Henk Staghouwer has resigned as minister of agriculture after concluding he was the ‘wrong man for the job’, nine months after taking office.
He is the first member of Mark Rutte’s fourth cabinet to resign. As a member of the ChristenUnie (CU), the smallest of the four coalition parties, he will be replaced by a party colleague, but in the meantime his duties will be taken over by his predecessor, Carola Schouten, who is currently minister for combating poverty.
Though the timing of Staghouwer’s departure was surprising, coming just as he was due to present detailed ‘future-proof’ plans for the future of the industry ahead of the annual budget package later in September, the fact of it was not.
The 60-year-old from Groningen had been the focus of growing criticism from MPs and within his ministry for his failure to come up with detailed plans for the farming sector, which is facing substantial cuts so the government can meet its targets on nitrogen pollution.
While his cabinet colleague Christianne van der Wal was responsible for working out which farmers would have to give up their businesses and how to compensate them, Staghouwer had the task of sketching out the future of a smaller, more sustainable industry.
In June he presented parliament with a 49-page outline plan for the future of the industry which was dismissed by the orthodox Christian SGP party as ‘a staple in a pile of existing regulations’.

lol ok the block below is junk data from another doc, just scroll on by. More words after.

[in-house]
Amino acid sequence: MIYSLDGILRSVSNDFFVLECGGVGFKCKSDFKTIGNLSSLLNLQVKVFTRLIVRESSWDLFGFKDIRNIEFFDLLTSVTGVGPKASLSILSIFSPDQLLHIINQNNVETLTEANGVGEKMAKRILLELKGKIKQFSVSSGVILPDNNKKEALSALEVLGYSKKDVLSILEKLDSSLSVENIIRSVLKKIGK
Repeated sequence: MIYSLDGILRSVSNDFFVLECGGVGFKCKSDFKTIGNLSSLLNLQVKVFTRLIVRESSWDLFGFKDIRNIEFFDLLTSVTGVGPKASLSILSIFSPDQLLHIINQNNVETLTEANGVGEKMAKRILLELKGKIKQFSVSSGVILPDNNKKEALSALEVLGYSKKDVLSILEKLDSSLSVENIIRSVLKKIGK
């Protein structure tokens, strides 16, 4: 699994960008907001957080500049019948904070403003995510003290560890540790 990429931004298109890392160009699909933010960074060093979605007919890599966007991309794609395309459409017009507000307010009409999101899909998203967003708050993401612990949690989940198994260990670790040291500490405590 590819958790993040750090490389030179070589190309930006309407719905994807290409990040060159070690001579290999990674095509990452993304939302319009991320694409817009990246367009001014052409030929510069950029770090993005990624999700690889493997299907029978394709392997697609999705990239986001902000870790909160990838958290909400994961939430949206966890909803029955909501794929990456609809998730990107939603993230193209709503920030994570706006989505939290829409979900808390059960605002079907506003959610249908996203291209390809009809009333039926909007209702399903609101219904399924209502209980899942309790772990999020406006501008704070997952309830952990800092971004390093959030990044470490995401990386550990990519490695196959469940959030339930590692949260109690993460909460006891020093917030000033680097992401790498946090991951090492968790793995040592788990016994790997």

Other MPs shared the view that the plans lacked vision and ordered Staghouwer to come back with more concrete proposals before the end of September, with Tjeerd de Groot of coalition party D66 saying the farmers had been ‘left in the lurch’.
Staghouwer also felt marginalised within the cabinet and his own department, especially after the government’s favourite troubleshooter, Johan Remkes, was appointed to lead talks aimed at breaking the impasse between the government and the farming industry.
NOS described him as a ‘minister under guardianship’, with cabinet colleagues such as Mark Harbers, minister for infrastructure, being asked to review his proposals before they were made public. Staghouwer was also reported to have faced stiff resistance from civil servants in his department who were reluctant to support far-reaching reforms.
The government has set a target of cutting nitrogen compound emissions to 50% of 2019 levels by 2030 to comply with a Council of State judgment requiring it to protect listed nature conservation areas. Livestock farming, which generates more than 40% of emissions, will have to bear the brunt of the cuts.
Staghouwer’s decision also came just hours after he returned from Brussels, where he had agreed to end the Netherlands’ exemption from EU limits on manure spreading from 2026. Farmers will be given a total of €130 million to compensate for the increased drainage costs.